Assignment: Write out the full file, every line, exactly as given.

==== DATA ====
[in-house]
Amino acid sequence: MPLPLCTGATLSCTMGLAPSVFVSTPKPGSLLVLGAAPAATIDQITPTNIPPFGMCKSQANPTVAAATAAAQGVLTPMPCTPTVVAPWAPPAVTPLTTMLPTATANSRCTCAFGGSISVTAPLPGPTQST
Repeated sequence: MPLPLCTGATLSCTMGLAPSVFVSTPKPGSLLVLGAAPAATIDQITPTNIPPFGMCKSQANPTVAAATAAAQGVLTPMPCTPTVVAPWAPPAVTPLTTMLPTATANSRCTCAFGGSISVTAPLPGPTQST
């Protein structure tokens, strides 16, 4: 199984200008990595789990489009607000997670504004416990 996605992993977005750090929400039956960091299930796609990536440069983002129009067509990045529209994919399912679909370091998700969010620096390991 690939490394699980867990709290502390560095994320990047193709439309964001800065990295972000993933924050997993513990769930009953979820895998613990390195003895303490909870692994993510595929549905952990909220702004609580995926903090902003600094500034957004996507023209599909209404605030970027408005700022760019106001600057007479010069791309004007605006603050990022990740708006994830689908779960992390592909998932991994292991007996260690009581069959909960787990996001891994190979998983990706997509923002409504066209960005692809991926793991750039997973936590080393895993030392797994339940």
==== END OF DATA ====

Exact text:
[in-house]
Amino acid sequence: MPLPLCTGATLSCTMGLAPSVFVSTPKPGSLLVLGAAPAATIDQITPTNIPPFGMCKSQANPTVAAATAAAQGVLTPMPCTPTVVAPWAPPAVTPLTTMLPTATANSRCTCAFGGSISVTAPLPGPTQST
Repeated sequence: MPLPLCTGATLSCTMGLAPSVFVSTPKPGSLLVLGAAPAATIDQITPTNIPPFGMCKSQANPTVAAATAAAQGVLTPMPCTPTVVAPWAPPAVTPLTTMLPTATANSRCTCAFGGSISVTAPLPGPTQST
């Protein structure tokens, strides 16, 4: 199984200008990595789990489009607000997670504004416990 996605992993977005750090929400039956960091299930796609990536440069983002129009067509990045529209994919399912679909370091998700969010620096390991 690939490394699980867990709290502390560095994320990047193709439309964001800065990295972000993933924050997993513990769930009953979820895998613990390195003895303490909870692994993510595929549905952990909220702004609580995926903090902003600094500034957004996507023209599909209404605030970027408005700022760019106001600057007479010069791309004007605006603050990022990740708006994830689908779960992390592909998932991994292991007996260690009581069959909960787990996001891994190979998983990706997509923002409504066209960005692809991926793991750039997973936590080393895993030392797994339940």